(Sch: dr. 8'; a. 124-pdr.)
Isilda, sometimes spelled Ezilda, was a Confederate blockade running schooner, claiming to be English, which sailed from Havana 26 September 1861, cleared for Matamoros, Mexico. She was captured and claimed as a prize by South Carolina 4 or 5 miles off Timbalier Light, La., 30 September. Isilda was fitted out as a tender and joined the Gulf Blockading Squadron to be assigned to South Carolina 1 November. For a short time she was on duty off the Mississippi Delta, but her most distinguished service was performed off the west coast of Florida.
Isilda fired a shot across the bow of an unidentified ship standing in for shore off Cedar Keys, Fla., 24 April 1862. When the vessel refused to heave to, Isilda gave chase until the runner slipped into shoal water and ran hard aground. Two days later as an armed launch from Isilda was pulling toward the schooner, a column of black smoke rose from the stern of the blockade runner and she blew up with a loud report. The plucky little tender scored again 10 June when she surprised steamer Havana, in Deadman's Bay, Fla., and forced her crew to put her to the torch to prevent capture. On 24 March 1863, with Wanderer, she chased Ranger, enabling Ft. Henry to take the sloop off Crystal River, Fla., with her cargo—so badly needed by the South—of salt, dry-goods, and gunpowder. This steady toll taken on Confederate shipping by Isilda and her fellow blockaders slowly but surely strangled the Southern economy and sapped the Confederacy's ability to wage war.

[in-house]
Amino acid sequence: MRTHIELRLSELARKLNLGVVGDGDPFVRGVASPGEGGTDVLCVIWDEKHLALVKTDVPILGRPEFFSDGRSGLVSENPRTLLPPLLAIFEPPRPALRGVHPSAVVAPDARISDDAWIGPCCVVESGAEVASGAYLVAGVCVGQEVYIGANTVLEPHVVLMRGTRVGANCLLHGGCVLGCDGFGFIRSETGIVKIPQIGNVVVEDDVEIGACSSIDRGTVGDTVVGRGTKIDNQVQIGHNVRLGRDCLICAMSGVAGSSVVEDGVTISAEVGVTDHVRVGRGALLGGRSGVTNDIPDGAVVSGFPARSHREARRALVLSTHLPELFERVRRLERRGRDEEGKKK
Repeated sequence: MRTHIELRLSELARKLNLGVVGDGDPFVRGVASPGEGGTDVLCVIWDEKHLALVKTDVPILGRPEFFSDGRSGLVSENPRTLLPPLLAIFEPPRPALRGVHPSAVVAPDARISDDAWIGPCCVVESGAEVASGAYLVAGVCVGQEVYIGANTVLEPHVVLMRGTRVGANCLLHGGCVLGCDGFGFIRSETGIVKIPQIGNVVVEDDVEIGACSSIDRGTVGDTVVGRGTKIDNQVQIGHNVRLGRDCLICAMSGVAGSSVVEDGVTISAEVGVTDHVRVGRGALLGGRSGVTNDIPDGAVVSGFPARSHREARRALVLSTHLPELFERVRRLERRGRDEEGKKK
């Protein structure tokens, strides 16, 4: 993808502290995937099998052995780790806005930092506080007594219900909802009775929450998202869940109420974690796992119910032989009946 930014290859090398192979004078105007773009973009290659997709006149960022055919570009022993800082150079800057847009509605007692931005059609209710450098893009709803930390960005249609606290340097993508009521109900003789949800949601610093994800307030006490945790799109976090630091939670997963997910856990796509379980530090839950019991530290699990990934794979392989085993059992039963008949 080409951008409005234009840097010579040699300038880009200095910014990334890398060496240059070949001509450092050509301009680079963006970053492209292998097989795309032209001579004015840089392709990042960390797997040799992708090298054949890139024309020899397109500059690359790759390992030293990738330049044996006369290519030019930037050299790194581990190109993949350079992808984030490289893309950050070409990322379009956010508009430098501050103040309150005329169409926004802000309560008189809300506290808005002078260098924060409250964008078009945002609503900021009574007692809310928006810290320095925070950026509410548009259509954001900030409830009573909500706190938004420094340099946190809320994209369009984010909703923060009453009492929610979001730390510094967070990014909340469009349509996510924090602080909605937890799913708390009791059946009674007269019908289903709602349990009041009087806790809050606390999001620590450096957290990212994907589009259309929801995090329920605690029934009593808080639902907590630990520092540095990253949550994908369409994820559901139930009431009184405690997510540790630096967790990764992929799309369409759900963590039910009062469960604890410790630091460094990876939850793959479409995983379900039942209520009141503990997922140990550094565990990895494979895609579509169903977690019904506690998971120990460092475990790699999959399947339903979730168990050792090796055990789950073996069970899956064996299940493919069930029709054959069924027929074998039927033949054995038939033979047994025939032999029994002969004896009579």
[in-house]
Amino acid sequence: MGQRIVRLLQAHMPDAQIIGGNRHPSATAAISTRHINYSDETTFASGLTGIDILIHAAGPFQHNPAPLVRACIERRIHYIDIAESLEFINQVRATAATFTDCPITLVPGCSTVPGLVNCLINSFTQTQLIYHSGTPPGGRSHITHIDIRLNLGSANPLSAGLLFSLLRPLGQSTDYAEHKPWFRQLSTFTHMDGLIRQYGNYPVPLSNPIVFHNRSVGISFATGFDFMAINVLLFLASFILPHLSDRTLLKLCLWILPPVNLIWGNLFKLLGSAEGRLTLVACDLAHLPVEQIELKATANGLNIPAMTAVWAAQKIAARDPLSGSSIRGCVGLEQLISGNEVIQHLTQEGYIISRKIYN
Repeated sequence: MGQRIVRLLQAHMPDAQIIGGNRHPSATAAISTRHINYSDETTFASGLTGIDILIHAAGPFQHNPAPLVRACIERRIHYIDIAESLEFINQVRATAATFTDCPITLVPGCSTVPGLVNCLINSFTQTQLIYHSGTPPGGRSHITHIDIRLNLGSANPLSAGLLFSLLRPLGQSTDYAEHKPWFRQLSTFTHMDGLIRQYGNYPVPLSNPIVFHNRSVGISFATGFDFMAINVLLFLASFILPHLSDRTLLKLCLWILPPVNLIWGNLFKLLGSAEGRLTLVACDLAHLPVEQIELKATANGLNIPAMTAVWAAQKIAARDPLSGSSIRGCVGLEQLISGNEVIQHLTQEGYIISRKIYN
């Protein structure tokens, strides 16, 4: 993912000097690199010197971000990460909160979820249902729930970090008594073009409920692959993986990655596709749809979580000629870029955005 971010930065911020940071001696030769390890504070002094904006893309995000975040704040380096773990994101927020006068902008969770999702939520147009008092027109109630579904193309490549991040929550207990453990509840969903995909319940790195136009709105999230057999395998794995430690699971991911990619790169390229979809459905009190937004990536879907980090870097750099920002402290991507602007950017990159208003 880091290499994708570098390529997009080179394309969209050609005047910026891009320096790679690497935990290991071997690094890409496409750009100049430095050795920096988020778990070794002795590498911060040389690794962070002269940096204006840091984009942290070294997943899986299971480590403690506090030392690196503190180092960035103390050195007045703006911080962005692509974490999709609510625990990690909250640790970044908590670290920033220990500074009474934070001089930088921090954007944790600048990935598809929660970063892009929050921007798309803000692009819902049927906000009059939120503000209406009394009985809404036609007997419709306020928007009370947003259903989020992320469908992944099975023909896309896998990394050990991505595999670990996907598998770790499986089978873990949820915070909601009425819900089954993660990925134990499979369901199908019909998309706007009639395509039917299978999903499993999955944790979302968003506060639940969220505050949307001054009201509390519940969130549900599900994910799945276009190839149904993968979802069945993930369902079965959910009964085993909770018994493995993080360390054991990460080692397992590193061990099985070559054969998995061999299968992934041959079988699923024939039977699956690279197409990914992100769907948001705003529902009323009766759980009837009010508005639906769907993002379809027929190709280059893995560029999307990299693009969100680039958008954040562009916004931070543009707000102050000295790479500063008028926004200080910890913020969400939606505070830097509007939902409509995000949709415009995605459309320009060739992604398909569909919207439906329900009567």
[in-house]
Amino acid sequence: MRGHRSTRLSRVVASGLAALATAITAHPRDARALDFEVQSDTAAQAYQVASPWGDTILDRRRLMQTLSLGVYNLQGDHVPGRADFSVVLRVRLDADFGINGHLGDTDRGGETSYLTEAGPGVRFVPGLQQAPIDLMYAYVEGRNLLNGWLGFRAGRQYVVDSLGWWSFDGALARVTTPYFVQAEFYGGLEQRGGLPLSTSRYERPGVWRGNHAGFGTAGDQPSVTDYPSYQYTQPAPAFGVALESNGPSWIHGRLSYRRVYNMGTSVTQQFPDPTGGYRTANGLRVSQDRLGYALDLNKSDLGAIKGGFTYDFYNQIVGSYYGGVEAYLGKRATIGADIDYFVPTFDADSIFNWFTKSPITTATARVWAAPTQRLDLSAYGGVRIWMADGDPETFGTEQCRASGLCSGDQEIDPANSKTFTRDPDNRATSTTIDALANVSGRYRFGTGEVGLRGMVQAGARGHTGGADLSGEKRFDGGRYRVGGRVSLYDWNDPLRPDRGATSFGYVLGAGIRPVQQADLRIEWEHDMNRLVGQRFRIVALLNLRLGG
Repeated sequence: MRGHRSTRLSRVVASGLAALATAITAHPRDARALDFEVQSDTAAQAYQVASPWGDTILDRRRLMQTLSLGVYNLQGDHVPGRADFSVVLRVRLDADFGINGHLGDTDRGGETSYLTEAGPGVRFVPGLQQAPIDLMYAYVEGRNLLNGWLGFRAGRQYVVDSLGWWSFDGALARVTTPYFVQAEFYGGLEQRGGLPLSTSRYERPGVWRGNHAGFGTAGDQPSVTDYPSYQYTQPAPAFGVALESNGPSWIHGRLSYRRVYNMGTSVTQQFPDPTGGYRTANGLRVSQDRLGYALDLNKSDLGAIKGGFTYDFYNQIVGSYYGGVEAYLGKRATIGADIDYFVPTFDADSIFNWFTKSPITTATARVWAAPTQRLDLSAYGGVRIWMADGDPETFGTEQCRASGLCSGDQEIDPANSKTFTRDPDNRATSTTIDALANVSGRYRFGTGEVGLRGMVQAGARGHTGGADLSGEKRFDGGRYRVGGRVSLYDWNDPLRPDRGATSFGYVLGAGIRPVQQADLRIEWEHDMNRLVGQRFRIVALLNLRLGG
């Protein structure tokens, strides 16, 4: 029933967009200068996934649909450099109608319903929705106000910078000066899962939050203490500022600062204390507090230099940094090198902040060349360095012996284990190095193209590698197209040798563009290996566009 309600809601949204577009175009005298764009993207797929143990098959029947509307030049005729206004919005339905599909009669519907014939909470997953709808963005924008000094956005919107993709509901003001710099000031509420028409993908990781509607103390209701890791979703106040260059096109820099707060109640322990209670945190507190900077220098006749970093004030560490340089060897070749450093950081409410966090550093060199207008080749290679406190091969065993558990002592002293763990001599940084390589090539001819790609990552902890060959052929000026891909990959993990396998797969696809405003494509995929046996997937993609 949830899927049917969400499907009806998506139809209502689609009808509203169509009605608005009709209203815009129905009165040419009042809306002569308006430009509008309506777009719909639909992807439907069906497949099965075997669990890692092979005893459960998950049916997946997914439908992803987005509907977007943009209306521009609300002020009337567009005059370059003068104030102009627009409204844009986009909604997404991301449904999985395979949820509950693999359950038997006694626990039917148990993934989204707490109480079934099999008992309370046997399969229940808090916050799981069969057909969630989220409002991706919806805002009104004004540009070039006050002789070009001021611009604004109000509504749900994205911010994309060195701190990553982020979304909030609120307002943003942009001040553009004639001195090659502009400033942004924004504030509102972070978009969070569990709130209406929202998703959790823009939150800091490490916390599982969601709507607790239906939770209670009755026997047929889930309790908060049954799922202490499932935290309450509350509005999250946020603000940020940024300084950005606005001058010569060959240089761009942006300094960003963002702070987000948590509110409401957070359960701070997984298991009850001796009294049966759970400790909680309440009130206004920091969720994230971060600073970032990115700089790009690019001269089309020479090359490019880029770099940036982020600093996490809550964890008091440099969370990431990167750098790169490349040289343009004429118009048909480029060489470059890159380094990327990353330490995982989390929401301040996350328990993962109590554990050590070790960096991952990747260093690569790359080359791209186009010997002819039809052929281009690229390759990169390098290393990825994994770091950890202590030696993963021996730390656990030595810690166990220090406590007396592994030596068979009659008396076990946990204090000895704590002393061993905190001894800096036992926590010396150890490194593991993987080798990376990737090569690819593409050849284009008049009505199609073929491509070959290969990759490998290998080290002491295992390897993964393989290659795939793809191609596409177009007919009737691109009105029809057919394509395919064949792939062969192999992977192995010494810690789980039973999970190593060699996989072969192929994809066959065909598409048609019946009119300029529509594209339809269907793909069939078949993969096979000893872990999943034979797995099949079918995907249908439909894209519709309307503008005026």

But her faithful service in the blockade was costly to the diligent little ship. In April 1863, after participating in an expedition which scoured the west coast of Florida from the mouth of the Suwanee River to the Anclote Keys, Isilda showed signs of serious wear and tear. She remained on station off Cedar Keys until 11 June when she finally sailed to Key West for repairs. There, when a survey found her too badly battered for economical repair, she was condemned, stripped, and sold at public auction.